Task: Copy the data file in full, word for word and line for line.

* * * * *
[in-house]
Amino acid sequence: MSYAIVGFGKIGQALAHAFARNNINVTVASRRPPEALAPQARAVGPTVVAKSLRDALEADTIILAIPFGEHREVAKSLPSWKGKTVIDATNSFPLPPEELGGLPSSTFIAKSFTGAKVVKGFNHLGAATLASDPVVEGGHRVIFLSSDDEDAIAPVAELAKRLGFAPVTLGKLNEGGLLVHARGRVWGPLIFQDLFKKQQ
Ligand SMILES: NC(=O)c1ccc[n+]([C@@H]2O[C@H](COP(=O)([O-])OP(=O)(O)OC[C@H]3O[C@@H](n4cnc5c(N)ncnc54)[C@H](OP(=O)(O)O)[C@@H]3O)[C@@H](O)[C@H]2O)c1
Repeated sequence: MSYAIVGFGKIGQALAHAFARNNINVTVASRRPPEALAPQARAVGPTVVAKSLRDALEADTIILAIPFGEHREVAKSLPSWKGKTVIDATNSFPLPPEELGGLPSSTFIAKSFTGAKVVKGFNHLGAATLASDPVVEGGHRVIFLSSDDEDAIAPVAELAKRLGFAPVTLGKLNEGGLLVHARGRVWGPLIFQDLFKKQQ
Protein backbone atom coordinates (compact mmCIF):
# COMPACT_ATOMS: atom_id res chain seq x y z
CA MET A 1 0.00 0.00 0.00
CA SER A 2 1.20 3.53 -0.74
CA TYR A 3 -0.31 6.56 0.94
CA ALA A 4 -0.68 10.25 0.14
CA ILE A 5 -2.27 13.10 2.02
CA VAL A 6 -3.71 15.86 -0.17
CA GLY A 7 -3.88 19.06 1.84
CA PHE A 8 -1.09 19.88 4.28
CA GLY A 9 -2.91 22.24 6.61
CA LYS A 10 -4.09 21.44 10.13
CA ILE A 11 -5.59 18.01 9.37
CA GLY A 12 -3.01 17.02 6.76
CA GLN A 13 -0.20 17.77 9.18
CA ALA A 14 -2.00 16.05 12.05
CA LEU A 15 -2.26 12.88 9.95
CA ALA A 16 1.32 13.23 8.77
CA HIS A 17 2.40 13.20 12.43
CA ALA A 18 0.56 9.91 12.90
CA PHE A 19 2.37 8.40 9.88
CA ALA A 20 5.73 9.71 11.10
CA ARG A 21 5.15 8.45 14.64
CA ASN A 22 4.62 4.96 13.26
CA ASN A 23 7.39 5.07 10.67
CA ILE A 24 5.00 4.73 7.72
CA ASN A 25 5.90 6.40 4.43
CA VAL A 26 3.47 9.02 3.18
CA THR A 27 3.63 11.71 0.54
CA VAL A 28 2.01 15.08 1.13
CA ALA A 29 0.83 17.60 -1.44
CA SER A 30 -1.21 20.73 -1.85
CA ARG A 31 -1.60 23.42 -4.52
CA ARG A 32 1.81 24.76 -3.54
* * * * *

[in-house]
Amino acid sequence: MSYAIVGFGKIGQALAHAFARNNINVTVASRRPPEALAPQARAVGPTVVAKSLRDALEADTIILAIPFGEHREVAKSLPSWKGKTVIDATNSFPLPPEELGGLPSSTFIAKSFTGAKVVKGFNHLGAATLASDPVVEGGHRVIFLSSDDEDAIAPVAELAKRLGFAPVTLGKLNEGGLLVHARGRVWGPLIFQDLFKKQQ
Ligand SMILES: NC(=O)c1ccc[n+]([C@@H]2O[C@H](COP(=O)([O-])OP(=O)(O)OC[C@H]3O[C@@H](n4cnc5c(N)ncnc54)[C@H](OP(=O)(O)O)[C@@H]3O)[C@@H](O)[C@H]2O)c1
Repeated sequence: MSYAIVGFGKIGQALAHAFARNNINVTVASRRPPEALAPQARAVGPTVVAKSLRDALEADTIILAIPFGEHREVAKSLPSWKGKTVIDATNSFPLPPEELGGLPSSTFIAKSFTGAKVVKGFNHLGAATLASDPVVEGGHRVIFLSSDDEDAIAPVAELAKRLGFAPVTLGKLNEGGLLVHARGRVWGPLIFQDLFKKQQ
Protein backbone atom coordinates (compact mmCIF):
# COMPACT_ATOMS: atom_id res chain seq x y z
CA MET A 1 0.00 0.00 0.00
CA SER A 2 1.20 3.53 -0.74
CA TYR A 3 -0.31 6.56 0.94
CA ALA A 4 -0.68 10.25 0.14
CA ILE A 5 -2.27 13.10 2.02
CA VAL A 6 -3.71 15.86 -0.17
CA GLY A 7 -3.88 19.06 1.84
CA PHE A 8 -1.09 19.88 4.28
CA GLY A 9 -2.91 22.24 6.61
CA LYS A 10 -4.09 21.44 10.13
CA ILE A 11 -5.59 18.01 9.37
CA GLY A 12 -3.01 17.02 6.76
CA GLN A 13 -0.20 17.77 9.18
CA ALA A 14 -2.00 16.05 12.05
CA LEU A 15 -2.26 12.88 9.95
CA ALA A 16 1.32 13.23 8.77
CA HIS A 17 2.40 13.20 12.43
CA ALA A 18 0.56 9.91 12.90
CA PHE A 19 2.37 8.40 9.88
CA ALA A 20 5.73 9.71 11.10
CA ARG A 21 5.15 8.45 14.64
CA ASN A 22 4.62 4.96 13.26
CA ASN A 23 7.39 5.07 10.67
CA ILE A 24 5.00 4.73 7.72
CA ASN A 25 5.90 6.40 4.43
CA VAL A 26 3.47 9.02 3.18
CA THR A 27 3.63 11.71 0.54
CA VAL A 28 2.01 15.08 1.13
CA ALA A 29 0.83 17.60 -1.44
CA SER A 30 -1.21 20.73 -1.85
CA ARG A 31 -1.60 23.42 -4.52
CA ARG A 32 1.81 24.76 -3.54